I am glad you got it working to see what I was seeing.
I was up till 4AM testing variations on this, but there is no simple way I can find that will get around the lsb issue (which likely is what also maintains the structural coherency).

I've been looking at the final pfreq distribution and ignoring individual pair outputs. Just to clarify, the lsb issue is that the xored bit has lower quality than if no xor?

Another issue for me with xoring the high word is that the low and high words are treated differently, with only the latter modified within the same pair. I think it might be better to xor the low word instead, but my current preference is adding 1 to the low word so that both words are one more than they would have been otherwise.

The jump action then becomes clearer: rather than jumping after every double-iteration period, the jumping occurs after every double-iteration, thus the streams are interleaved not sequential. It is jumping that produces 2D equidistribution. (This will be obvious to you and is intended mainly for others who might be interested.)

'XOROACC instruction pseudo-code:
'result_out[15:0] := result_in[31:16] + prn[15:0] + 1
'result_out[31:16] := result_out[15:0] + prn[31:16]
'P2 code equivalent
'result[31:16] = current result word, result[15:0] = previous result word
xoro32 state 'update state, PRN in next S
mov prn,0 'prn = XORO32 PRN
getword tmp,prn,#0 'tmp = prn[15:0]
add tmp,#1 'tmp = prn[15:0]+1
shl tmp,#16 'tmp = {prn[15:0]+1,16'b0}
add result,tmp 'result = {result[31:16]+prn[15:0]+1,16'bX}
movbyts result,#%%3232 'result = {result[31:16]+prn[15:0]+1,
'result[31:16]+prn[15:0]+1}
setword prn,tmp,#0 'prn = {prn[31:16],16'b0}
add result,prn 'result = {result[31:16]+prn[15:0]+1+prn[31:16],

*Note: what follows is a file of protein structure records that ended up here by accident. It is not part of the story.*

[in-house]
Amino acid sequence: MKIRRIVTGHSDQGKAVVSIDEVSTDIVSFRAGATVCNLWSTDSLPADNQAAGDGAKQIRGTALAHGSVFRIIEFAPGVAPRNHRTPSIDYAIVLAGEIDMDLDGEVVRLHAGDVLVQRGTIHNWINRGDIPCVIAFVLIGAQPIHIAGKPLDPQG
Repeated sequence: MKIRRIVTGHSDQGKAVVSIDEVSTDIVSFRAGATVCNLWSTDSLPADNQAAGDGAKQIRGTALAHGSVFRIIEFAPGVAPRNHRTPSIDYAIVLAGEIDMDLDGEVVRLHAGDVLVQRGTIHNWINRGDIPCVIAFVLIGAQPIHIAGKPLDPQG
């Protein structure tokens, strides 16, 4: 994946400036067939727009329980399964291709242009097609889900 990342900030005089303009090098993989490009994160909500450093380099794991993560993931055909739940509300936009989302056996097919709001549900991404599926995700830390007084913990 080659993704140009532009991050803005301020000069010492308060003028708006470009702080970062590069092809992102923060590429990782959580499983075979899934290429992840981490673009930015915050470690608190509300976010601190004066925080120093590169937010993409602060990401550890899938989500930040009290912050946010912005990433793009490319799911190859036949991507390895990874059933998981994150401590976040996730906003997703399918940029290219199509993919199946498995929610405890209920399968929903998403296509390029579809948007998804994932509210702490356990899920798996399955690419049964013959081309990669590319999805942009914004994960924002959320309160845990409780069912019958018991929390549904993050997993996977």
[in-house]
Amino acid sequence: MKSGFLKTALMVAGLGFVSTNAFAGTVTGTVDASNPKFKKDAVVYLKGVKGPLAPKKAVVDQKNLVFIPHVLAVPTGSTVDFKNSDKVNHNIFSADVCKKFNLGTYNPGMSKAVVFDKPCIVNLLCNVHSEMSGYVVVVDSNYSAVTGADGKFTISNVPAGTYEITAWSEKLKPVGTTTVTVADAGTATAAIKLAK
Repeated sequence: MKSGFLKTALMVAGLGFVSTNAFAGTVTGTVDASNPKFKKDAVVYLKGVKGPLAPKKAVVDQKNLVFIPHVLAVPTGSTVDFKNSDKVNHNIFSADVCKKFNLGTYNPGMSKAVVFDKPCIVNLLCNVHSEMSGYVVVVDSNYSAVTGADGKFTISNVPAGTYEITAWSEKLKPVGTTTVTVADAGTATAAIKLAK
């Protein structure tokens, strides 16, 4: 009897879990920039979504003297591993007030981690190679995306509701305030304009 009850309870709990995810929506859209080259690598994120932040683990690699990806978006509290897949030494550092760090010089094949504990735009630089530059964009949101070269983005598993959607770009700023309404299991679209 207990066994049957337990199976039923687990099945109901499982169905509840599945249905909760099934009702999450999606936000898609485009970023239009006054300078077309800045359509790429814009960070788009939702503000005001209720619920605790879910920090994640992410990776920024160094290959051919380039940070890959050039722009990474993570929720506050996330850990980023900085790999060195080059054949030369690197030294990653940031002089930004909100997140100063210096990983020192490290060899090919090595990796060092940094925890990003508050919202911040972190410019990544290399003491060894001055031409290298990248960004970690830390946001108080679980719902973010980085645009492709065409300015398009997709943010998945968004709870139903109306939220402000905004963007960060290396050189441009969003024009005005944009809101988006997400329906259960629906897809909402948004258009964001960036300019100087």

'result[31:16]+prn[15:0]+1}
state long 1
prn long 0
result long 0
tmp long 0
'In future hardware, the above code could be replaced by
xoro32 state
xoroacc result,0 'preserve result[31:16] for next xoroacc
state long 1
result long 0

I've been looking at the final pfreq distribution and ignoring individual pair outputs. Just to clarify, the lsb issue is that the xored bit has lower quality than if no xor?

No, the lsb is the only bit still tied entirely to the underlying xoroshiro++, which has a period of 2^32-1. Modulating that bit with xor in the described fashion should double the period, but not in a way that will subtantially affect randomness tests related to that bit.[/quote]

Another issue for me with xoring the high word is that the low and high words are treated differently, with only the latter modified within the same pair. I think it might be better to xor the low word instead, but my current preference is adding 1 to the low word so that both words are one more than they would have been otherwise.

It is fine to modify the low word (instead of the high), but my testing has indicated that adding 1 (instead of xor) propagates in a way that exactly repeats every other word in the other half of the next stream. I will post my exact findings shortly.

Another issue for me with xoring the high word is that the low and high words are treated differently, with only the latter modified within the same pair. I think it might be better to xor the low word instead, but my current preference is adding 1 to the low word so that both words are one more than they would have been otherwise.

It is fine to modify the low word (instead of the high), but my testing has indicated that adding 1 (instead of xor) propagates in a way that exactly repeats every other word in the other half of the next stream. I will post my exact findings shortly.

I prefer modifying the low word and I find it easier to visualize what is happening with +1, but if ^1 is better then no problem as changes to software or hardware are trivial. As mentioned, I haven't been studying pair values to spot undesirable patterns.

Just to back up a step and 'explore undesirable patterns', I want to illustrate some of the variants output from the small version. The data makes the case for xor... and further for using odd value > 1.

Single-iterated streams of 65535 Bytes (small version xoroshiro[3,7,4,4] variants, seeds s0=0,s1=1,accH/L=0[b], first four bytes of each stream shown.[/b])
Xoroshiro16++ (non-extended, no acc)
First : 10 9A 80 AE
Second: 10 9A 80 AE 'repeats all bytes of previous and next stream
Third : 10 9A 80 AE
Fourth: 10 9A 80 AE
...
3 Last: 10 9A 80 AE
2 Last: 10 9A 80 AE
Last : 10 9A 80 AE
First : 10 9A 80 AE
Xoroshiro16++a +1L/+1H (original extended, w/acc)
First : 11 AC 2D DC
Second: 10 AB 2C DB 'correlated to previous and next stream
Third : F AA 2B DA
Fourth: E A9 2A D9
...
3 Last: 14 AF 30 DF